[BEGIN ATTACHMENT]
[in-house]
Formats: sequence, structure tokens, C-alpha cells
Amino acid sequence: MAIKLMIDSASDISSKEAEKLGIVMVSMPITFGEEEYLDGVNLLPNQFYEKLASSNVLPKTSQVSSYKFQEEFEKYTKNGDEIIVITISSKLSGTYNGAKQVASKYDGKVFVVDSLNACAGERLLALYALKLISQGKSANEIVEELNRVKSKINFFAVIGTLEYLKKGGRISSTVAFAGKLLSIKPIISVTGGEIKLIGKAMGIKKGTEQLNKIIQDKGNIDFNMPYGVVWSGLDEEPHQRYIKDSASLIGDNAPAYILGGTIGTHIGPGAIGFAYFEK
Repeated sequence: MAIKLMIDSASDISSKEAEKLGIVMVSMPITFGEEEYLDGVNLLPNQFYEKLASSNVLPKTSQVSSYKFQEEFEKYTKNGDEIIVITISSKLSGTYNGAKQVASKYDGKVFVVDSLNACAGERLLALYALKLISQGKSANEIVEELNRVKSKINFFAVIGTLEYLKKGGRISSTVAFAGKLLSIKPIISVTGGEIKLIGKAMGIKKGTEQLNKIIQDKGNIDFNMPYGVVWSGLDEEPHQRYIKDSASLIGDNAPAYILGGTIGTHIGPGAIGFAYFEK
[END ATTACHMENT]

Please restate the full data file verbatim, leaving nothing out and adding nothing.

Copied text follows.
[in-house]
Formats: sequence, structure tokens, C-alpha cells
Amino acid sequence: MAIKLMIDSASDISSKEAEKLGIVMVSMPITFGEEEYLDGVNLLPNQFYEKLASSNVLPKTSQVSSYKFQEEFEKYTKNGDEIIVITISSKLSGTYNGAKQVASKYDGKVFVVDSLNACAGERLLALYALKLISQGKSANEIVEELNRVKSKINFFAVIGTLEYLKKGGRISSTVAFAGKLLSIKPIISVTGGEIKLIGKAMGIKKGTEQLNKIIQDKGNIDFNMPYGVVWSGLDEEPHQRYIKDSASLIGDNAPAYILGGTIGTHIGPGAIGFAYFEK
Repeated sequence: MAIKLMIDSASDISSKEAEKLGIVMVSMPITFGEEEYLDGVNLLPNQFYEKLASSNVLPKTSQVSSYKFQEEFEKYTKNGDEIIVITISSKLSGTYNGAKQVASKYDGKVFVVDSLNACAGERLLALYALKLISQGKSANEIVEELNRVKSKINFFAVIGTLEYLKKGGRISSTVAFAGKLLSIKPIISVTGGEIKLIGKAMGIKKGTEQLNKIIQDKGNIDFNMPYGVVWSGLDEEPHQRYIKDSASLIGDNAPAYILGGTIGTHIGPGAIGFAYFEK